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Michael Brown

Acting Editor
Published: 12/01/2023
a person holding a petrol pump

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The AA labelled the drop as “a huge relief for drivers”.

Average petrol prices have dropped below 150p a litre for the first time since Russia invaded Ukraine last February, according to the AA.

This comes as oil prices have begun to ease, ending 2022 at their lowest level for the calendar year.

On Monday the average petrol price reached 149.74p per litre, a contrast to the 191.53p per litre cost recorded in July. 

“A 41.8p-a-litre crash in the average pump price of petrol is a huge relief for drivers, cutting £22.99 from the cost of filling the typical car tank,” said Luke Bosdet, Spokesperson at the AA.

Despite the drop in prices, today’s average petrol costs are still high compared to historical data. In addition, with the fuel duty cut to end in March, a future rise could be on the cards.

Currently, average diesel prices sit at 172.2p per litre, a 27p drop from the year high recorded in July.

Why did petrol and diesel peak in July?

As the war in Ukraine intensified, and the cost of oil continued to rise, fuel prices peaked for 2022 in July. This is explained in more detail in our article Petrol prices to hit £2 a litre, warns RAC.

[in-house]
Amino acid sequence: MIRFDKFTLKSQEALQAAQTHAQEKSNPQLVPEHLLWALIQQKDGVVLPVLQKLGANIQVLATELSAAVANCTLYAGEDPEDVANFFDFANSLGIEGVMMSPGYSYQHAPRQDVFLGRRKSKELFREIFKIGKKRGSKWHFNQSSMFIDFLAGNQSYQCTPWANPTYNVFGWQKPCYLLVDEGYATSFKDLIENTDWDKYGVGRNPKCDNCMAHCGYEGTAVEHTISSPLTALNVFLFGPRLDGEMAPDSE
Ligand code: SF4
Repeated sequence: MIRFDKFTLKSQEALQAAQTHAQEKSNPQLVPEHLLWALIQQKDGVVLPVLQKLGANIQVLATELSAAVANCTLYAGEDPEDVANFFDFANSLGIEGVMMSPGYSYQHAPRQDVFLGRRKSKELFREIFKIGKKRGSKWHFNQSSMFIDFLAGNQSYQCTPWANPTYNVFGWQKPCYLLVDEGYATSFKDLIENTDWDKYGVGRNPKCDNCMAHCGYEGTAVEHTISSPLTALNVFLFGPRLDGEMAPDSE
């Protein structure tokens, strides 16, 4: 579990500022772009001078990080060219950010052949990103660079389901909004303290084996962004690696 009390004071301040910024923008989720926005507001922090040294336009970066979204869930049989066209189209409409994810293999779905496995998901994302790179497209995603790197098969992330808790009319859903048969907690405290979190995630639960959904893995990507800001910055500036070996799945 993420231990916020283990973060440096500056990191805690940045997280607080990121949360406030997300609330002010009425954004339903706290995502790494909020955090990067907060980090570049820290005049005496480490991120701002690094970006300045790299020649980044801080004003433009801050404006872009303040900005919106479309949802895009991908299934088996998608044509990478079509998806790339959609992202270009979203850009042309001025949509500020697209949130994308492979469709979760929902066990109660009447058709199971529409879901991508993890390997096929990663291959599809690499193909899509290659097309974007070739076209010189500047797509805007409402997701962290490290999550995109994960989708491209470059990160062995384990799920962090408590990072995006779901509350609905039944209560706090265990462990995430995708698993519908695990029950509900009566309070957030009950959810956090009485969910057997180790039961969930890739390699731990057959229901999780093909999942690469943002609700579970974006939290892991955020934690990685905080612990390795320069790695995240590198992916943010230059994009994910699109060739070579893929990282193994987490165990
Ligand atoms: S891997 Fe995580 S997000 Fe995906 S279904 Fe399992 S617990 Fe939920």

How do prices compare to Europe?

“In Europe prices are also considerably cheaper as the average price of a litre of unleaded is 144p and diesel 152p,” said Simon Williams, Spokesperson at the RAC.

For December, the RAC said average petrol prices in the UK reached 151.06p a litre. Diesel, meanwhile, sat at 173.97p per litre.

“When compared to the 27 EU countries we currently have the second most expensive diesel and the sixth most expensive petrol,” he said.

How much will it cost to charge an electric vehicle?

For drivers with electric vehicles, further research from the RAC found that the cost of using publicly accessible rapid and ultra-rapid chargers rose by 50% since May.

While the average kilowatt now costs 70.3p on a rapid charge, it is still more than twice the cost of charging at home.

“It continues to be the case that those who can charge at home or at work and who don’t use the public rapid charging network very often get fantastic value,” said Williams.

Still, drivers who use rapid chargers effectively pay 20p per mile for their electricity, while petrol drivers typically spend 17p per mile. Diesel vehicle owners achieve the same economy as rapid charge drivers.


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